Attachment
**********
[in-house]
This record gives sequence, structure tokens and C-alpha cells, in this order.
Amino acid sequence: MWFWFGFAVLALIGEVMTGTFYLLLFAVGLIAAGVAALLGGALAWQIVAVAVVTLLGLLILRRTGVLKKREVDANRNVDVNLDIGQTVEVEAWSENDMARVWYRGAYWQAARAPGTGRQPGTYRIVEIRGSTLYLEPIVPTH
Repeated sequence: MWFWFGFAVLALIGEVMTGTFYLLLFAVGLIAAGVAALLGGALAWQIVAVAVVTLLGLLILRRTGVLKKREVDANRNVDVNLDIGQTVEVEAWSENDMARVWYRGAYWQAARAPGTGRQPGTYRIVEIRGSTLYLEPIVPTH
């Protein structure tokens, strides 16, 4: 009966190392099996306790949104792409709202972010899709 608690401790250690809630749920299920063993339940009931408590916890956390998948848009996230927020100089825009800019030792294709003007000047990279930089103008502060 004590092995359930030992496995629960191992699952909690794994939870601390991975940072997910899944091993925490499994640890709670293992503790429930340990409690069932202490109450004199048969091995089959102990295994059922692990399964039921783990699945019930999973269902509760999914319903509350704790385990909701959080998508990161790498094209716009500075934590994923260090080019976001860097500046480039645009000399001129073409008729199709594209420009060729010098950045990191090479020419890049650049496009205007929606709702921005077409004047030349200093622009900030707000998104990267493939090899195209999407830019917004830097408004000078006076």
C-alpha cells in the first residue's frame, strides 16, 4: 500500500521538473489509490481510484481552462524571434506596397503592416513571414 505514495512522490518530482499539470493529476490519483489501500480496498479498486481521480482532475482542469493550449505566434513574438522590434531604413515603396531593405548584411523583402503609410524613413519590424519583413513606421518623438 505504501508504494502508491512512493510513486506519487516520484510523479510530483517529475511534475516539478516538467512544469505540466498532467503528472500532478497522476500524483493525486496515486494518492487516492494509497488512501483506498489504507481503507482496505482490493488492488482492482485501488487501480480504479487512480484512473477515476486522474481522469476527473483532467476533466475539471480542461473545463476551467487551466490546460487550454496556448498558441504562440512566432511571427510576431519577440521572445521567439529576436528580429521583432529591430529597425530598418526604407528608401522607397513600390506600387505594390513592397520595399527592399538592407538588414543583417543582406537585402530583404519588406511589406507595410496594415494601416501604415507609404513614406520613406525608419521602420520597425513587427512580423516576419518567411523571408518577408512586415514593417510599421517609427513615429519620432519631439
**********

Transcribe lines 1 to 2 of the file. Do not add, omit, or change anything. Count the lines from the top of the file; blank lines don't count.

[in-house]
This record gives sequence, structure tokens and C-alpha cells, in this order.